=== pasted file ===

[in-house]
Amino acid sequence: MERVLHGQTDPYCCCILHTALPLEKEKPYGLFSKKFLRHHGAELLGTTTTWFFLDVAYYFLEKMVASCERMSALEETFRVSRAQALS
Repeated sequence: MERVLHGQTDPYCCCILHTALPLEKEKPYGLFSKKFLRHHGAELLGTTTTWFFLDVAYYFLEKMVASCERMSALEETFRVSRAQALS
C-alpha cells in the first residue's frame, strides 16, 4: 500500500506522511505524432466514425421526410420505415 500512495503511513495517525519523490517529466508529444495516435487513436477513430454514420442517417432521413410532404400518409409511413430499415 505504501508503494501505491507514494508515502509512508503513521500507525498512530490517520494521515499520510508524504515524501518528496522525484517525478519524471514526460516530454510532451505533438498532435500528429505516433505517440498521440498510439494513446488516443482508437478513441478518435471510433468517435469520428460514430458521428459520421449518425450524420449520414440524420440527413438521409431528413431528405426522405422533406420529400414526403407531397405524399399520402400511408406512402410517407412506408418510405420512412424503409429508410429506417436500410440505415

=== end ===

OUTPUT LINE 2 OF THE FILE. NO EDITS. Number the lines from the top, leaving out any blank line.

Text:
Amino acid sequence: MERVLHGQTDPYCCCILHTALPLEKEKPYGLFSKKFLRHHGAELLGTTTTWFFLDVAYYFLEKMVASCERMSALEETFRVSRAQALS